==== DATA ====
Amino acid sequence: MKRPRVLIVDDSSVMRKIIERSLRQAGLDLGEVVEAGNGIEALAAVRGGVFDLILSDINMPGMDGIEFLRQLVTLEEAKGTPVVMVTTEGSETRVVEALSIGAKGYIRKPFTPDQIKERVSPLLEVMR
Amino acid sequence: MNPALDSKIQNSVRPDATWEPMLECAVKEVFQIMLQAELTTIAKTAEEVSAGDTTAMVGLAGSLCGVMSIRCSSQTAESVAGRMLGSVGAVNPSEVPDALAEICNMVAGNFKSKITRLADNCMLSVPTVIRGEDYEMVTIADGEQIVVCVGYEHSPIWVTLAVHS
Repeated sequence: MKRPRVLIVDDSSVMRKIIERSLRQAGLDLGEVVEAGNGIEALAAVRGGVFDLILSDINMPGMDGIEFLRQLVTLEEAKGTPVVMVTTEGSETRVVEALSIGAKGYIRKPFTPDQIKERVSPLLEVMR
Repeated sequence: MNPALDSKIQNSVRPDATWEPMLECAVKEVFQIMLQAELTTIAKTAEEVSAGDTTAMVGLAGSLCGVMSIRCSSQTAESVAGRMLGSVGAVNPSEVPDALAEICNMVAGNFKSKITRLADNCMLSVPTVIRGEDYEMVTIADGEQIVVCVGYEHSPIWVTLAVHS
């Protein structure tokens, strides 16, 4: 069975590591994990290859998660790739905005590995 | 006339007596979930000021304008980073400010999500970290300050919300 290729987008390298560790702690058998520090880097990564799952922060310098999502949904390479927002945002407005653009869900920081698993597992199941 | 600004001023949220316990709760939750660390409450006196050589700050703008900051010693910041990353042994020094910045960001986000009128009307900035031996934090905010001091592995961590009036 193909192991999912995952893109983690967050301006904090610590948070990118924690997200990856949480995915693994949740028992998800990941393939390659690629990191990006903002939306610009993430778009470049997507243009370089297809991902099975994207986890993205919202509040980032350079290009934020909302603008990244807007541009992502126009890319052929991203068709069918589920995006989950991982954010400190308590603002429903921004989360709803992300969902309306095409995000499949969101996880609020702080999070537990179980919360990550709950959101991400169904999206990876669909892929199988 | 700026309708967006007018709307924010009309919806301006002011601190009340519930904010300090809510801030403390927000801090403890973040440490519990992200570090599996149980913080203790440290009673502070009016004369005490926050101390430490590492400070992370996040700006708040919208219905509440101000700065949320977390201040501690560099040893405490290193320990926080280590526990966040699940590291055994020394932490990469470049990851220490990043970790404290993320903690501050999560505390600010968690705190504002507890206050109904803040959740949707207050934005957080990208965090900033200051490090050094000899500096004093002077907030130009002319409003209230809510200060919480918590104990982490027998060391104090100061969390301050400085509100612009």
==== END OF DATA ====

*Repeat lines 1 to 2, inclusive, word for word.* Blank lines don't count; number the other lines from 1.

Amino acid sequence: MKRPRVLIVDDSSVMRKIIERSLRQAGLDLGEVVEAGNGIEALAAVRGGVFDLILSDINMPGMDGIEFLRQLVTLEEAKGTPVVMVTTEGSETRVVEALSIGAKGYIRKPFTPDQIKERVSPLLEVMR
Amino acid sequence: MNPALDSKIQNSVRPDATWEPMLECAVKEVFQIMLQAELTTIAKTAEEVSAGDTTAMVGLAGSLCGVMSIRCSSQTAESVAGRMLGSVGAVNPSEVPDALAEICNMVAGNFKSKITRLADNCMLSVPTVIRGEDYEMVTIADGEQIVVCVGYEHSPIWVTLAVHS